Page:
Persian Rhubarb Stew
خورشت ریواس; Khoresht-e-Rivas
Some produce are highly seasonal, which makes their arrival that much more exciting. Rhubarb for one, comes with Spring and is gone for Summer. In the meanwhile, rhubarb-hyphenated everything makes its way to the specials menus, with strawberry definitely being a popular pairing for the other side of that hyphen. In Seattle, lucky for us, rhubarb season extends past the summer solstice deadline, as it hasn’t really warmed up at all anyway. Rachel’s Ginger Beer has a strawberry-rhubarb moscow mule perfect for patio sipping, Cupcake Royale makes a rhubarb crumble ice-cream fit for the warmer days, and the French cafe on our corner, Belle Epicurean, has a rhubarb lemon brioche, the brightest of all their buns. And Pie Bar always, no matter the season, has a bomb strawberry-rhubarb slice with crumble topping- my absolute favorite of all pies. Thank goodness for freezers.
This weekend, while we were visiting dear friends in their charming new Vermont home, I discovered pounds of rhubarb bagged away in their freezer. So, when they mentioned they had ran out of ideas to keep up with their rhubarb supply, I suggested khoresht e rivas, Persian rhubarb stew. It’s fragrant and balanced, rich and bright, savory and tart all at the same time. Rhubarb can be more than just dessert. In fact, in Iran, rhubarb is almost only consumed in stews, as a tart component to a savory khoresht.
We used to live across the river in New Hampshire while attending grad-school, so although it took us a 7 hour flight and 2 1/2 hour drive to get to Quechee, it felt as though we had never left. We drove to the Co-Op for the remaining ingredients, and while the store had expanded and much had changed, it was all familiar. I still knew my way through the aisles, and to the butcher counter. Although the dish is traditionally made with stewing lamb or beef, I settled for 4 lamb loin chops. Two bouquets of parsley, one mint, an onion, and a bottle of wine.
I started cooking the night before, and let it simmer on low all night. In the morning, we were driving off to Burlington, to take a walk down Church Street and enjoy the breeze of Lake Champlain. When we would return, dinner would already be ready. We would ladle it over rice speckled with saffron like the fireflies in the night sky we could see out the windows. The crisp air would fill the room and crickets would perform live. We would laugh and ooh and ahh. And indeed, for dessert we would have a scoop of local ice cream (Vermont and New Hampshire do have the best dairy) and a delicious slice of strawberry-rhubarb pie
4 lamb loin chops, or 1-2 pounds stewing meat of choice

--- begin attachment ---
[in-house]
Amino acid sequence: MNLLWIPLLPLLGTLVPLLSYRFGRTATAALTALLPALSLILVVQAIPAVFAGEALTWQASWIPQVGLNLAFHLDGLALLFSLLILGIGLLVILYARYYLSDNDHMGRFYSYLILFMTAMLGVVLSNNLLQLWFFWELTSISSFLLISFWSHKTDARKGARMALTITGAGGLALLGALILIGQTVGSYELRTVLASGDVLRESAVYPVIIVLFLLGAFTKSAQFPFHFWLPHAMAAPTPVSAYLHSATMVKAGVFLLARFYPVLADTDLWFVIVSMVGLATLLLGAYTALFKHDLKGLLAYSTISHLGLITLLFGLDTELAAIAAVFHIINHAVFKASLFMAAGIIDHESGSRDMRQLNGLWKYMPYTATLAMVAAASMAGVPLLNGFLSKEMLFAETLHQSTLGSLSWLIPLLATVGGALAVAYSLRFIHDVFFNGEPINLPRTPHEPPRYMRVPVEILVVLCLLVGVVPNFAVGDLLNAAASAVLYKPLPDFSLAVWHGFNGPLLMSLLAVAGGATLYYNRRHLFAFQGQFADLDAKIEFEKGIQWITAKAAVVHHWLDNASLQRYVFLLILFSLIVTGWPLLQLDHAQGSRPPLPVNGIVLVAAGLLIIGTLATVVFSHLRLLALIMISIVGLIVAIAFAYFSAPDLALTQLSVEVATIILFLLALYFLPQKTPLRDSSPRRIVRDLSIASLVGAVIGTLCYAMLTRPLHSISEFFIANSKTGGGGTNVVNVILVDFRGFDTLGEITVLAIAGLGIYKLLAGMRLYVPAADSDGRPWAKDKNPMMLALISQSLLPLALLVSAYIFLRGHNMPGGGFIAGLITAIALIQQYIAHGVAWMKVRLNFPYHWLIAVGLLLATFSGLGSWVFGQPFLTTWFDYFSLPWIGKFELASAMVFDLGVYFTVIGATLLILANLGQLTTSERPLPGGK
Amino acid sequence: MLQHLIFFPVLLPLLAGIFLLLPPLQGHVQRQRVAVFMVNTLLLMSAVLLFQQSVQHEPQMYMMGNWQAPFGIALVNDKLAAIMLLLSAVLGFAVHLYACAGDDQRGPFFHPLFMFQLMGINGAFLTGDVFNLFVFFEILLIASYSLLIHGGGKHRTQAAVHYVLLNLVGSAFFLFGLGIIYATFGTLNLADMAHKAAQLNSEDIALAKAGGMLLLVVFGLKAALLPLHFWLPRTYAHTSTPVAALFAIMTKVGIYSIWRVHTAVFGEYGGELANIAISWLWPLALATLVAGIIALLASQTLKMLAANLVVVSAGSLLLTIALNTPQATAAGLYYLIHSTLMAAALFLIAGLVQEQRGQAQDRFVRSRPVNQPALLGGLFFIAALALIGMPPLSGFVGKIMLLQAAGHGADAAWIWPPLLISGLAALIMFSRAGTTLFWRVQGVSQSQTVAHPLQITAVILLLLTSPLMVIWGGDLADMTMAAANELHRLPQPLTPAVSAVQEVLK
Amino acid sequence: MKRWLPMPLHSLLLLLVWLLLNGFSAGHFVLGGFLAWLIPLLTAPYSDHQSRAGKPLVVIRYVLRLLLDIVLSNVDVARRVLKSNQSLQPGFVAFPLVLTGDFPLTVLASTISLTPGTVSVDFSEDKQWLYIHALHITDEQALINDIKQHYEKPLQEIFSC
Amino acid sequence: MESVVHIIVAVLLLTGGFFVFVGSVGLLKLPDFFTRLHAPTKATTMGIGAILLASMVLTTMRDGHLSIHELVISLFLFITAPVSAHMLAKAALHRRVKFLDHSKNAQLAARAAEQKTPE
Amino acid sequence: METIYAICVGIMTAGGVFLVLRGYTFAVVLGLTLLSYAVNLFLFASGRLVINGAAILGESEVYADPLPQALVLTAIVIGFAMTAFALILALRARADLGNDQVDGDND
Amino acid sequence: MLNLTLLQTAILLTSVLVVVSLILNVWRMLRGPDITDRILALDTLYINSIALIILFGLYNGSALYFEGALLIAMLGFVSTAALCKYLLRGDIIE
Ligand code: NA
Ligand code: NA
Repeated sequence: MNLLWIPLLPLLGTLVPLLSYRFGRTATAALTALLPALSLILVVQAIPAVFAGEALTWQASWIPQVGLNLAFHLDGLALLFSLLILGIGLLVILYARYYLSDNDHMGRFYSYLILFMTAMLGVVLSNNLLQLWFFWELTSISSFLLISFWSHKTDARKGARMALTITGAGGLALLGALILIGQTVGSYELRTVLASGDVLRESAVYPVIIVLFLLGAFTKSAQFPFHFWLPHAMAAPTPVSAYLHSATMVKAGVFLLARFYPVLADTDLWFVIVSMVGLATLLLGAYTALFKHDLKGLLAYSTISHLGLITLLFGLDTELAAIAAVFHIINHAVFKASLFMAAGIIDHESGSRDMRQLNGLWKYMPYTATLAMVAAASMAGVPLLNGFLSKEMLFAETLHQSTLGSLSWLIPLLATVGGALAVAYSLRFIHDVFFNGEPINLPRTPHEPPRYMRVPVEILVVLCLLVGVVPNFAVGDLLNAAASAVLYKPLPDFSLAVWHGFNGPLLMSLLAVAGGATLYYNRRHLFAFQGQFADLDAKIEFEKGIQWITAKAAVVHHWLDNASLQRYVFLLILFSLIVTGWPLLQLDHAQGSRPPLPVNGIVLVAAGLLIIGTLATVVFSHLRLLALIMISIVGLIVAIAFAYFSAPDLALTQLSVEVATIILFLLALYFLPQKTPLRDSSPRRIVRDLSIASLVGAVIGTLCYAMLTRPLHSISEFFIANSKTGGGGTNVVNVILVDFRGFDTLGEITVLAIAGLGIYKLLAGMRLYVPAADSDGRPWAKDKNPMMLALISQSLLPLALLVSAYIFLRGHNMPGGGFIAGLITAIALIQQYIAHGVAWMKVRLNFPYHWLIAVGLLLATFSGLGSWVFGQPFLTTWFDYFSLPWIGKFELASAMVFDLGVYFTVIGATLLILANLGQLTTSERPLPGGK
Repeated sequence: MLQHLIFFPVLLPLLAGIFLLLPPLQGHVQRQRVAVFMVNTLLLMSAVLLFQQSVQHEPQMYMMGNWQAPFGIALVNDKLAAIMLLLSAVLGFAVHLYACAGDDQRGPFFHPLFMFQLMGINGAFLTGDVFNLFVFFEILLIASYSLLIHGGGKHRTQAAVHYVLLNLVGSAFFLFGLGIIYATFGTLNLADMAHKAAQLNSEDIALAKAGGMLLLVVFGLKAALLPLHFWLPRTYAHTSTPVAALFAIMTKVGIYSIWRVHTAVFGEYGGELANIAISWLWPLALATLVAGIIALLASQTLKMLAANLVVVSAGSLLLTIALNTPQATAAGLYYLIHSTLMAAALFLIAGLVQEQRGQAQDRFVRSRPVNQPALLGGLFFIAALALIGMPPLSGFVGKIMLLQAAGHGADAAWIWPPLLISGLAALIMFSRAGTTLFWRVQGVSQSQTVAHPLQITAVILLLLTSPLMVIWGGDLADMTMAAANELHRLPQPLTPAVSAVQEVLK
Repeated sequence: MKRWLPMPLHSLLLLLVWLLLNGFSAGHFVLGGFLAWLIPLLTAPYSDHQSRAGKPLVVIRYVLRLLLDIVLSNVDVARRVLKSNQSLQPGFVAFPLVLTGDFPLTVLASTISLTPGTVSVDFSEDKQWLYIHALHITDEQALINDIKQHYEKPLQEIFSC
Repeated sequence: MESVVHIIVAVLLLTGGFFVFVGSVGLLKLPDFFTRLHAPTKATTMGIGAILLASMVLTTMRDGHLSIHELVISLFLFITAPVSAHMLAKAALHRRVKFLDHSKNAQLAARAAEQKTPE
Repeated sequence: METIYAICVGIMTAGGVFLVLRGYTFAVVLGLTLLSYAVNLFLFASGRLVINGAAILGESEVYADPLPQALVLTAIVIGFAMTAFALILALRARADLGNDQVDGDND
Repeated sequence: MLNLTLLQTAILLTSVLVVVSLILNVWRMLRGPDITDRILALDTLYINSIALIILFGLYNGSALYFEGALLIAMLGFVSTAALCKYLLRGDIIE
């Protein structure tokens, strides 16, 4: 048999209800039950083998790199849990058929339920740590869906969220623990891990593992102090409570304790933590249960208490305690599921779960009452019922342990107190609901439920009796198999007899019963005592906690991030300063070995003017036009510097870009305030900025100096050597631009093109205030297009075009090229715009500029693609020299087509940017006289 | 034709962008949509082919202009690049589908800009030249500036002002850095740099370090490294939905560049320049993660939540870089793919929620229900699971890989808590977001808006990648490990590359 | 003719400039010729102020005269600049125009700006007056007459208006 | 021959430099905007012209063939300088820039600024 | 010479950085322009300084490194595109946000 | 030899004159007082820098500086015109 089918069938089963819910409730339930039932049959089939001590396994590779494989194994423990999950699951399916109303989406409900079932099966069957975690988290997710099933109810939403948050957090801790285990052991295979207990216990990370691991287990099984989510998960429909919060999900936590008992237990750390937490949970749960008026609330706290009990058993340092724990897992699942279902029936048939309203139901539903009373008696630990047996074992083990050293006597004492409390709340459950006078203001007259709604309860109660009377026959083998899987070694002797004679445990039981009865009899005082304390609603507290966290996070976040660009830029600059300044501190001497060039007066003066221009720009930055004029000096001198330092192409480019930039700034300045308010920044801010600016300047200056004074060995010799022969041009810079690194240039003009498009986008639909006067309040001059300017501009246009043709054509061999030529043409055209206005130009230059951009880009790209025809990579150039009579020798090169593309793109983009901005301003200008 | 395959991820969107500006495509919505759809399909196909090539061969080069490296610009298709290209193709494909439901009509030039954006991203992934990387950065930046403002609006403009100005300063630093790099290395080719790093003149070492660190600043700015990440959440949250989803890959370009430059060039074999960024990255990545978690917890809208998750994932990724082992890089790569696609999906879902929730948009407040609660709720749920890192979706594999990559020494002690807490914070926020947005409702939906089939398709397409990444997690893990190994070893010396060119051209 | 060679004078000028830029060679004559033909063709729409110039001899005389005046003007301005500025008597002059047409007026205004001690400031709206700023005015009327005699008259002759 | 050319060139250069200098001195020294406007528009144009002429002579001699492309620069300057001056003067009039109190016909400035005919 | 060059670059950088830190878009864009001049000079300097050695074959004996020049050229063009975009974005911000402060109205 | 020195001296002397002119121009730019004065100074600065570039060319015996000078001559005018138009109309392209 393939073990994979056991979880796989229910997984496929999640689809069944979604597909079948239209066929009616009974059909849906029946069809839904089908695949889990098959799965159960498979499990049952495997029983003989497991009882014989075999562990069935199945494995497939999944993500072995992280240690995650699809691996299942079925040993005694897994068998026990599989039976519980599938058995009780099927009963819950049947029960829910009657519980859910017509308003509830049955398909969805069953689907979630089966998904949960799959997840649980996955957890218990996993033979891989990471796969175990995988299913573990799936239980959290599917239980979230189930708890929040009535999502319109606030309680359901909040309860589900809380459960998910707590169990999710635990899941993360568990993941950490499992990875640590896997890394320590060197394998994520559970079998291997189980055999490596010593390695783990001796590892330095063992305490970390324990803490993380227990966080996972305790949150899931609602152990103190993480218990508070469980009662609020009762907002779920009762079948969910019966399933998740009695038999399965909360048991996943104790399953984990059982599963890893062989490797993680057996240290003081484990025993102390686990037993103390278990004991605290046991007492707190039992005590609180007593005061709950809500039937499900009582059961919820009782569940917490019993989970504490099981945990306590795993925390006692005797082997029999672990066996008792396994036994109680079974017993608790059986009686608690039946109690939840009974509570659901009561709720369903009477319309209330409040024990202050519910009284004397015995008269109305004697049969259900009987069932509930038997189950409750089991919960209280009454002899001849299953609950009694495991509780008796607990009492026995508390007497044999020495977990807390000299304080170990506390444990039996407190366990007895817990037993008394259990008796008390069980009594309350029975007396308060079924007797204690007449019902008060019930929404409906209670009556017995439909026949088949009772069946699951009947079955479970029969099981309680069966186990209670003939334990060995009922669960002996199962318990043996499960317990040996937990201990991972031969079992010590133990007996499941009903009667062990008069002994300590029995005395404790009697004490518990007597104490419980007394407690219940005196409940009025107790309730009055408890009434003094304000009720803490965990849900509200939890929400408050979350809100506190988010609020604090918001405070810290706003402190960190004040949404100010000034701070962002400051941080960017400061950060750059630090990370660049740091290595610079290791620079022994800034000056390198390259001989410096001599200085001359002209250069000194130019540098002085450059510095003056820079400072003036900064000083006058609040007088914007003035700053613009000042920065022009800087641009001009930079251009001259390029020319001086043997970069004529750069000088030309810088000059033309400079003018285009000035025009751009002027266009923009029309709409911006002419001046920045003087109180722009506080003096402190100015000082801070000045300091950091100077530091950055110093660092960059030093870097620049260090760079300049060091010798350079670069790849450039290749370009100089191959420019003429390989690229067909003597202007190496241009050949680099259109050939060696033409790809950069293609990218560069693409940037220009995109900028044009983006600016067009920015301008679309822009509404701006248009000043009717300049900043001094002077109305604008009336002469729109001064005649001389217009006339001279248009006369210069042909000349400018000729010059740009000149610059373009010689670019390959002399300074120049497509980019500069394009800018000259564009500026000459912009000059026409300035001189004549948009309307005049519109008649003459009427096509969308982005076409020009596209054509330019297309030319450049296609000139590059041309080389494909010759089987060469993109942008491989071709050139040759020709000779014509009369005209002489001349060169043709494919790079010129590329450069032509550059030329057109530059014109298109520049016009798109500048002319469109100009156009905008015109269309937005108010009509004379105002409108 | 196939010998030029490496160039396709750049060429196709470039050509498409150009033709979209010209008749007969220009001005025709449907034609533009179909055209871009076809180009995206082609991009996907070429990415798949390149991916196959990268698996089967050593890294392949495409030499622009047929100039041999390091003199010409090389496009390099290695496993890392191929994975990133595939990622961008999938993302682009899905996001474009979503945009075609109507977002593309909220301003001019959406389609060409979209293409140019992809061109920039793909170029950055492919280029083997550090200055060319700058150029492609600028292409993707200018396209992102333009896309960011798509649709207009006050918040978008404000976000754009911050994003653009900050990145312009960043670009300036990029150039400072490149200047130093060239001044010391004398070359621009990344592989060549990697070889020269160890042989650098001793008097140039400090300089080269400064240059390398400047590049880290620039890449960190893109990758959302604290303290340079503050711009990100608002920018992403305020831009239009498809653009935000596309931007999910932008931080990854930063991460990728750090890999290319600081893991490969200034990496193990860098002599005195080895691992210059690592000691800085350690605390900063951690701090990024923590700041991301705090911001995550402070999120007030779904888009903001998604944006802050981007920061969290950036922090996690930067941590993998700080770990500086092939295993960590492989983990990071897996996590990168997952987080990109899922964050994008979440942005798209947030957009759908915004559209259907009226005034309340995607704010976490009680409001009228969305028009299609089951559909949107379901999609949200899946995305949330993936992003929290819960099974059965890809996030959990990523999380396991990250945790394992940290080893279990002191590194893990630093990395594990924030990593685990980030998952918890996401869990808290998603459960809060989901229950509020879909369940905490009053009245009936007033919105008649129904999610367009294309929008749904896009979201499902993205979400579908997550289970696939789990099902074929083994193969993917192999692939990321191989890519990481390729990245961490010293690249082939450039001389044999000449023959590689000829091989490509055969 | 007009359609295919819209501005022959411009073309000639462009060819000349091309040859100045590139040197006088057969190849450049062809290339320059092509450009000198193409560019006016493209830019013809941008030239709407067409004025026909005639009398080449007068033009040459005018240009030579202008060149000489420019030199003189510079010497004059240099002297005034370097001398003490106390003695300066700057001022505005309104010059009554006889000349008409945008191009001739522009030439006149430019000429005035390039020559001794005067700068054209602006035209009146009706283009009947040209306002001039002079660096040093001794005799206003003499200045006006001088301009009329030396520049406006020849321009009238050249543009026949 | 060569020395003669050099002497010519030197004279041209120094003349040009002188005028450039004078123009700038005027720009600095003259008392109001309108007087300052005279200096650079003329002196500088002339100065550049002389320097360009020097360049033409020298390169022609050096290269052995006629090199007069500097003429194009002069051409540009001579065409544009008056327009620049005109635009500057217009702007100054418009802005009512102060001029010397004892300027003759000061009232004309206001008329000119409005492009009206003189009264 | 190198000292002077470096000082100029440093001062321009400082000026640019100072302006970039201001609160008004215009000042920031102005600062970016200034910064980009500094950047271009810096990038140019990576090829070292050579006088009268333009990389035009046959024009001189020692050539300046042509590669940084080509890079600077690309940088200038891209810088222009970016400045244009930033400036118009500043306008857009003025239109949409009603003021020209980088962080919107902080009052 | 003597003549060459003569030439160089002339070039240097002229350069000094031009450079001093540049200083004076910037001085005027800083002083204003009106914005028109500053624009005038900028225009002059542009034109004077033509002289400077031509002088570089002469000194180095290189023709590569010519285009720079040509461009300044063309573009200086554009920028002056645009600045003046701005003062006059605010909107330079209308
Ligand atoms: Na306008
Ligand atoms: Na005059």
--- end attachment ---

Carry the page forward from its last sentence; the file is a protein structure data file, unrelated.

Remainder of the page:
2 bunches parsley
1 bunch fresh mint
1 onion, diced
1-2 cups of rhubarb, chopped
Finely chop the parsley and mint. You can do so in a food processor, and you can do so mixed together. The measurements do not need to be exact, but a 2 to 1 ratio of parsley to mint is a good reference. You can always increase the portion of both herbs, or just the parsley, but because you will fully cook the mint, too much mint can be overpowering and slightly bitter.
Rinse and pat the lamb dry (any residual water can either cause splatter or disrupt the browning process). Season with salt, pepper, and turmeric.
Heat oil in a pan. I prefer coconut oil myself. To test whether or not the oil is ready, press a wooden spoon in the pan; if little bubbles form, the oil is hot enough to sear the meat. Brown the meat for a few minutes on each side, turning it on its fattier edges also if needed. Remove the meat from the pan and temporarily set aside. The meat will continue cooking later in the stew.
Add the diced onion to the oil, which has now been enriched by the lamb fat as well. Saute with salt, pepper, and additional turmeric, until soft and lightly golden. Now in goes the herbs. Saute and season.
Add the meat back in and pour in just enough water to cover the meat. Bring to a boil, then back down to a simmer. The perfume of the herbs, especially the mint, starts to be mesmerizing.
Now is a good time to add a couple teaspoons of saffron water.
Season to taste.
The stew can continue to simmer for a few hours, until the meat is tender. I let mine cook overnight on minimal heat. If you do not feel comfortable leaving the heat on because you do not have an electric stovetop or for any other reason, you can also transfer it to a slow cooker (or cook it during the day while you’re at home catching up on laundry, emails, and grading). Like with any Persian stew, the longer it cooks the better. And besides time, there’s not much else to it.
Add the rhubarb 15-20 minutes prior to serving.